Connecting more Medicaid recipients with SNAP benefits can address food insecurity and inadequate nutrition, which this population experiences at high rates, and improve health outcomes. In addition to helping a family afford healthier food, children who receive nutrition supports are healthier and more likely to finish school while participating in the program. A report recently released by the White House Council of Economic Advisers details the long-term benefits of this program, including: for mother’s receiving support during pregnancy, reductions in incidences of low birth-weights; and for adults who received support when they were children, reductions in obesity rates and metabolic syndrome, increased likelihood of having completed high school, and significant improvements in overall health and economic self-sufficiency among women.

New Opportunities in Illinois to Reduce the SNAP Gap

The Affordable Care Act has made it easier for low-income individuals and families to access public benefits by helping states pay for electronic systems to apply for benefits. In Illinois, the new Application for Benefits Eligibility enables applicants to submit a single application for both SNAP and Medicaid. However, despite this improved online application, we have not fully reduced the “SNAP Gap”—the number of Medicaid clients who are income-eligible for SNAP but do not receive this benefit.  We need to work with medical providers, medical plans, social service organizations and other partners to make sure that everyone who is eligible for SNAP gets the help they need to pay for healthy food.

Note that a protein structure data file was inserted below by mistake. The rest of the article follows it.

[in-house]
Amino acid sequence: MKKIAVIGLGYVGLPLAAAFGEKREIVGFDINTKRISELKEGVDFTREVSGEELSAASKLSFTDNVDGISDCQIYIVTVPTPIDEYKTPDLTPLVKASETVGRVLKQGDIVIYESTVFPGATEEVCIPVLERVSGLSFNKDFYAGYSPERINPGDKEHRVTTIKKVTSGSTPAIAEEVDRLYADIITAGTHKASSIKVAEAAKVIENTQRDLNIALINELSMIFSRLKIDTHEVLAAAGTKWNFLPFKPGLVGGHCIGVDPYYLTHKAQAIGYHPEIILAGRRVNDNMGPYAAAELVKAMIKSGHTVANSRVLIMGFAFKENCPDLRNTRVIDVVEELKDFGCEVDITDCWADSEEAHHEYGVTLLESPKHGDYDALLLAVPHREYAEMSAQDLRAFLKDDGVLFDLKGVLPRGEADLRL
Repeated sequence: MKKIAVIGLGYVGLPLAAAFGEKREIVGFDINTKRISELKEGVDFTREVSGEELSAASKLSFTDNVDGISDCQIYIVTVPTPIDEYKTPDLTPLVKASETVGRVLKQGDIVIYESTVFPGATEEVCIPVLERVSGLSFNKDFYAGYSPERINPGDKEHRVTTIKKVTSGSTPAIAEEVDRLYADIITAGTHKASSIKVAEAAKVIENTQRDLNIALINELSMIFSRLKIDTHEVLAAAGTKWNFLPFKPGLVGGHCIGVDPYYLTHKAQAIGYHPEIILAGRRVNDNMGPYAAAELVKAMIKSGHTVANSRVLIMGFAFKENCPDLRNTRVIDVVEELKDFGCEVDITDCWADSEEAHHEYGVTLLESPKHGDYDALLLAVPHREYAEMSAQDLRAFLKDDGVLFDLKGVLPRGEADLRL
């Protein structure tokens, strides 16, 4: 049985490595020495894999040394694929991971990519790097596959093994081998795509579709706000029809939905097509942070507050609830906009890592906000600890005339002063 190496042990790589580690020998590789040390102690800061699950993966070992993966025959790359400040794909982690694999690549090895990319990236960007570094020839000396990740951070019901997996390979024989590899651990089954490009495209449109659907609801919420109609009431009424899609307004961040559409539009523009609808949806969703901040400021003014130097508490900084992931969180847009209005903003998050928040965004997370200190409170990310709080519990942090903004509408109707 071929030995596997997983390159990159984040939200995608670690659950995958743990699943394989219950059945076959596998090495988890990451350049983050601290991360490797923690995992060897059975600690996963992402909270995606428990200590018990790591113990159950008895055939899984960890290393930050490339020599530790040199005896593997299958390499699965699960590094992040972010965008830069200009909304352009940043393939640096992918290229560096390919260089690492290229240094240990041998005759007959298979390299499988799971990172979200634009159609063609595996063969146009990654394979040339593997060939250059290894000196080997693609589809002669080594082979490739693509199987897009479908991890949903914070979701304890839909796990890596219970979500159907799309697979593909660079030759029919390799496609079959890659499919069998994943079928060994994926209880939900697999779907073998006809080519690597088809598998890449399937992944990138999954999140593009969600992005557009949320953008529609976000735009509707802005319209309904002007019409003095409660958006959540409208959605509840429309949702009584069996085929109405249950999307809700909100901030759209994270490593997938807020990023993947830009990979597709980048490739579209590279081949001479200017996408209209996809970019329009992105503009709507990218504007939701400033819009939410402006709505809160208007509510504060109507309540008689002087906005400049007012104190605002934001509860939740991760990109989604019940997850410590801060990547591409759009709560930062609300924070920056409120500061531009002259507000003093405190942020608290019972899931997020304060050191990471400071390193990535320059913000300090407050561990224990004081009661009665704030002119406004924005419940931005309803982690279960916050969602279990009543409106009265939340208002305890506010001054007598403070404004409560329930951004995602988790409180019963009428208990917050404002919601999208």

The newest change to the Illinois SNAP program is that on January 1, 2016, Illinois raised the gross income limit for SNAP from 130% to 165% of the federal poverty level, making nearly 40,000 low-income working families newly eligible for SNAP. With more families in Illinois now eligible for SNAP and the ability to submit a single application for both SNAP and Medicaid benefits, it’s time to close the SNAP Gap and make sure families have the food they need to stay healthy. If you’re not familiar with SNAP’s application process join us on HelpHub for more information and resources for both providers and consumers.

MacKenzie Speer
Advocacy Program Associate
Sargent Shriver National Center on Poverty Law

Wednesday, January 20, 2016